excerpt from 'Music and manners; personal reminiscences and sketches of character' pp. 219 (104 words)

excerpt from 'Music and manners; personal reminiscences and sketches of character' pp. 219 (104 words)

part of

Music and manners; personal reminiscences and sketches of character

original language

urn:iso:std:iso:639:ed-3:eng

in pages

219

type

text excerpt

encoded value

It is, perhaps, absurd to speak of his [Anton Rubinstein] touch as though it were a special capability; for he is possessed of every imaginable sort of touch, from the deep and clinging, which has the faculty of extracting the maximum breadth and length of tone from a tense wire, to the light and feathery, such as notes might be expected to yield were the keyboard tripped over by fairy feet or brushed by butterflies' wings. His flexibility is the more amazing that the physical aspect of his fingers, which are short, thick, and blunt, affords no promise of pliancy, but rather the contrary.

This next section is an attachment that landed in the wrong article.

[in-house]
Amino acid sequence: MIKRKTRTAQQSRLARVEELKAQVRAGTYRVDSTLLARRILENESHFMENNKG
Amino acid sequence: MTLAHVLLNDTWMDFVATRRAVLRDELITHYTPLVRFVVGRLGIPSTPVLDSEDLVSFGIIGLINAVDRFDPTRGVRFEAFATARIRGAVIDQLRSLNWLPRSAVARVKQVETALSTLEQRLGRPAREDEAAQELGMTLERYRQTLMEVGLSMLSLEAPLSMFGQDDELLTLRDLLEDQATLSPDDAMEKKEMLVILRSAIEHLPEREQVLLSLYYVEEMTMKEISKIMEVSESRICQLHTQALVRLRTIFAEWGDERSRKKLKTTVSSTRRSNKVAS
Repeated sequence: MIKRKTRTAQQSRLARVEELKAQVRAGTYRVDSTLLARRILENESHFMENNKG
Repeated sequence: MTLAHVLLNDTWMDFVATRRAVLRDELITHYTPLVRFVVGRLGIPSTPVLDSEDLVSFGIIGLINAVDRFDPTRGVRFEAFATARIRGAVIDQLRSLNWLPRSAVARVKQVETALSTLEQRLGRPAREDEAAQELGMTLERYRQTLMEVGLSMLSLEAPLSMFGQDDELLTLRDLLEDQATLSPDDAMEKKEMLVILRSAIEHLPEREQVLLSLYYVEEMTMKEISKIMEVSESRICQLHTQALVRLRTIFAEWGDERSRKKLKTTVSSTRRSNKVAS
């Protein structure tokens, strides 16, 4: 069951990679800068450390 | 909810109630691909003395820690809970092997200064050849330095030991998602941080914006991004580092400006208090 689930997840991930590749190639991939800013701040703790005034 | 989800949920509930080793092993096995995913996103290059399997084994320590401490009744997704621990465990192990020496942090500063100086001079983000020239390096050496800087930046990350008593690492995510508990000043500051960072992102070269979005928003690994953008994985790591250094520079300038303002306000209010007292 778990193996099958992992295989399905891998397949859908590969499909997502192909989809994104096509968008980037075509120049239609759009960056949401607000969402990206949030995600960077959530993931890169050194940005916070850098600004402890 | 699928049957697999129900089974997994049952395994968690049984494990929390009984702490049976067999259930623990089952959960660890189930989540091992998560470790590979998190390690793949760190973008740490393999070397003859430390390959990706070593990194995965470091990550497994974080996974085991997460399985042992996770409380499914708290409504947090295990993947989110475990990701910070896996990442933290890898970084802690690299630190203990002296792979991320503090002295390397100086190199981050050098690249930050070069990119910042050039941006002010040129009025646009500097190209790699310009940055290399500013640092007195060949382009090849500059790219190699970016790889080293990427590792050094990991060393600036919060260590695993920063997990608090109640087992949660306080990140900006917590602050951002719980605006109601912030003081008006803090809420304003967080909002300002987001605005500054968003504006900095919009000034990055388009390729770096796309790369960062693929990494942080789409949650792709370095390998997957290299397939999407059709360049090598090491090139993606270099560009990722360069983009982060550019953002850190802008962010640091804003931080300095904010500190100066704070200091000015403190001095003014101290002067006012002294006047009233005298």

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excerpt from 'Music and manners; personal reminiscences and sketches of character' pp. 219 (104 words)

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1448317199171

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